18. October 2015 at 13:13

    “Unfortunately, the Dems don’t actually want us to be anything like Denmark, nor does the GOP want us to be anything like Switzerland. Hence the debate over “big government” is all a sham.”

    You may be right on that score Scott. I’m not sure about the Dems, but I’ll guess the GOP may secretly favor The Old Confederacy. Or perhaps Franco’s Spain? You have a guess for the Dems?

  33. Gravatar of collin collin
    18. October 2015 at 14:43

    I always assumed both Parties want some glorfied memory of the US in 1960. Republicans want hard working local communities with the church at the center and Democrats love the union workers with protected wages. That version of America would go through an extended recessionary/inflationary period (1974 – 1982) and by 1995 broke that America did not exist anymore.

    I find the whole comparing to other nations really boring as there are a lot of attributes that make the whole culture. I know Singapore is the most beloved nation to libertarians but that nation has bizarrely low birth rates along with high abortion rates. I find really ridiculous when anybody compares a nation to the US whose population is less than California.

  34. Gravatar of Floccina Floccina
    18. October 2015 at 17:40

    Hence the debate over “big government” is all a sham.
    Most of Government in the USA looks like sham to me.

    The reason productivity is the wrong number to look at is that the European welfare state model reduces GDP mostly by reducing hours worked, not by reducing productivity (although there is probably some impact on productivity.)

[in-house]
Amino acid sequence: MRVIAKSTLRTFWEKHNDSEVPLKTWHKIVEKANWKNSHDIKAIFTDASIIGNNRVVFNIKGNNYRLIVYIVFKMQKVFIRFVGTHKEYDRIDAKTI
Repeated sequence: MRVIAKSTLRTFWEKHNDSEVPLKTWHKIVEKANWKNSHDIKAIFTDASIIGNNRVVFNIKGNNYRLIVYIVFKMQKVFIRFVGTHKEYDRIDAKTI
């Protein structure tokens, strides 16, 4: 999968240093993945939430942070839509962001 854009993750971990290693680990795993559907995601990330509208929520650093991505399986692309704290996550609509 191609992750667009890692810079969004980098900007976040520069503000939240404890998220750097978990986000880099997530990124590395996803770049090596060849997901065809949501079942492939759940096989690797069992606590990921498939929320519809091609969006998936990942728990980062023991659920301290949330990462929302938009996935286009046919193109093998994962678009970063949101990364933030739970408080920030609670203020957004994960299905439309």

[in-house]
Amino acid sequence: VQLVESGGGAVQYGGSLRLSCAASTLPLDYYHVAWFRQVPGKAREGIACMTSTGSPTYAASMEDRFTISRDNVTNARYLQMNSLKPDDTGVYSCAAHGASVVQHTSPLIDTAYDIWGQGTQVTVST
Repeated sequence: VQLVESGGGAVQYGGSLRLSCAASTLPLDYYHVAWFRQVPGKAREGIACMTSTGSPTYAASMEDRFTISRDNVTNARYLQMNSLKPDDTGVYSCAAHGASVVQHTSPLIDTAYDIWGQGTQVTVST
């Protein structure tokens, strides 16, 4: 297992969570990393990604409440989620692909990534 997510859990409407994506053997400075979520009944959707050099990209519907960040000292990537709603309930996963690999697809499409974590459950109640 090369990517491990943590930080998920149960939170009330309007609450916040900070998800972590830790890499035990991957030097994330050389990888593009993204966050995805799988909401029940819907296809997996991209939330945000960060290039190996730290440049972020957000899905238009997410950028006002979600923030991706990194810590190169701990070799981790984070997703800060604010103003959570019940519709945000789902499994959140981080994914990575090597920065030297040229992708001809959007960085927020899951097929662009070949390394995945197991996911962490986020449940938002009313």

I have read that Europeans work more for in family consumption and so end up working just an much as USAers.

  35. Gravatar of Floccina Floccina
    19. October 2015 at 07:07

    Seriously though I think that you can move a lot of consumption from the rich to poor without harming the economy too much if you do it efficiently. Of course making college “free” is a very, very silly way to transfer money. It would mostly transfer money from working college grads to current students. BTW the children of low income parents already go to college tuition free. A BIG might help with non tuition costs (as would working on making it possible for more students to live with parents college more). This would be a wash except that it looks like it would encourage more waste. I think if Bernie where really targeting Denmark he would say that he wants to get colleges to lower p[er student spending to the point where government spends no more per student but college is free.

    Similarly with health insurance I do not see why Government could not cover everyone without spending more than they spend now. If Bernie wanted to be more like Denmark he might propose a plan to get to universal coverage without increasing spending.

    Instead Bernie likes to promise the middle class that he will take consumption from the rich and give it to them.

  36. Gravatar of ssumner ssumner
    19. October 2015 at 08:19

    Matt, It’s also far cheaper to build transit projects in big densely populated European countries than in America.

    We should reduce defense, but it won’t get us very far.

    Denmark has far higher taxes on the middle class, even taking all taxes into account.

    Tom, You asked:

    “You have a guess for the Dems?”

    Brazil seems to be their model. Stupid regulations and spending programs that mostly benefit the affluent, like free college, or public employees (like big pensions.) Token support for the poor, delivered in as paternalistic a fashion as possible.

    Floccina, Lots of good points.

  37. Gravatar of Bababooey Bababooey
    19. October 2015 at 10:32

    From about 800 AD until Gustavus Adolphus’ dead-cat bounce in 1630s the Scandinavians exported all of their aggressive, hyper-masculine genes into a reign of murder, pillage, enslavement across Europe– Iceland, Paris, England, Sicily, Greece, Russia, etc all suffered the onslaught.

    It’s easier to govern after you’ve spent 800 years expelling gangsterisms from your society onto your terrified neighbors, leaving only simpering eunuchs and metrosexuals in your gene pool.

    See also, United Kingdom post-Flanders.

  38. Gravatar of ssumner ssumner
    20. October 2015 at 09:42